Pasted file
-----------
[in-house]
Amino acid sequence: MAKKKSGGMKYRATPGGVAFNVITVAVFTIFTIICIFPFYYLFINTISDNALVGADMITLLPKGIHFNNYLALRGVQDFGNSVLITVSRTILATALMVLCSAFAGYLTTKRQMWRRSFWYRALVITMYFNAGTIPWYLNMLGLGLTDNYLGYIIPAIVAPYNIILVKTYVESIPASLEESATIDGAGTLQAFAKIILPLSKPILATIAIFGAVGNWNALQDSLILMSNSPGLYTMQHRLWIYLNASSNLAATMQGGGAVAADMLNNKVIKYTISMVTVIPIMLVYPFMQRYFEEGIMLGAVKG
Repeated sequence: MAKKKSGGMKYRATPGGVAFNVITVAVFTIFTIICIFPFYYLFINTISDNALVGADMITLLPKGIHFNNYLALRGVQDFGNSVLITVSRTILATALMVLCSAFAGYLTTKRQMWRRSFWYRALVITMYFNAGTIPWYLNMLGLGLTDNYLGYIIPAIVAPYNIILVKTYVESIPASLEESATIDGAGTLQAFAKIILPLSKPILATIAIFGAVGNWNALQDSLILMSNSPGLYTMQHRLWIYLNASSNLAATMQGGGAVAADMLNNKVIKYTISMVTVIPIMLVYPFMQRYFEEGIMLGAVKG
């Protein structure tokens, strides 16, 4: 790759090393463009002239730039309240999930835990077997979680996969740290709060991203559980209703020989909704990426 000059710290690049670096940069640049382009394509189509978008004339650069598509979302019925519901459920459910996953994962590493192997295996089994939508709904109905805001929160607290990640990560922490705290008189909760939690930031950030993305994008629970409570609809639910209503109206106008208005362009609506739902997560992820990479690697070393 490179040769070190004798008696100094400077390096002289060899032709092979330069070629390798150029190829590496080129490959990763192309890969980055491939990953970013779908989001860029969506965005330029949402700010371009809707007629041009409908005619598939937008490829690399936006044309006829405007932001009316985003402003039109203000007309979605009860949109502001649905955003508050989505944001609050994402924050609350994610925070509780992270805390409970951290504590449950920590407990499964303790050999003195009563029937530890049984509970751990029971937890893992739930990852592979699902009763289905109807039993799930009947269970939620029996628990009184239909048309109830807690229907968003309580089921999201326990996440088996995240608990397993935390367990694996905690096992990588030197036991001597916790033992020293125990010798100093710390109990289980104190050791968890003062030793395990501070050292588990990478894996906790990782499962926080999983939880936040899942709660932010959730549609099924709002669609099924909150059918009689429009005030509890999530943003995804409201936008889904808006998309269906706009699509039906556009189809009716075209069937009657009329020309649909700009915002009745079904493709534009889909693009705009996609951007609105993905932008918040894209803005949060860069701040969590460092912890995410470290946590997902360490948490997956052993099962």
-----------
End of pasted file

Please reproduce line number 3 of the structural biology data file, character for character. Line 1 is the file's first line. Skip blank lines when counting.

Repeated sequence: MAKKKSGGMKYRATPGGVAFNVITVAVFTIFTIICIFPFYYLFINTISDNALVGADMITLLPKGIHFNNYLALRGVQDFGNSVLITVSRTILATALMVLCSAFAGYLTTKRQMWRRSFWYRALVITMYFNAGTIPWYLNMLGLGLTDNYLGYIIPAIVAPYNIILVKTYVESIPASLEESATIDGAGTLQAFAKIILPLSKPILATIAIFGAVGNWNALQDSLILMSNSPGLYTMQHRLWIYLNASSNLAATMQGGGAVAADMLNNKVIKYTISMVTVIPIMLVYPFMQRYFEEGIMLGAVKG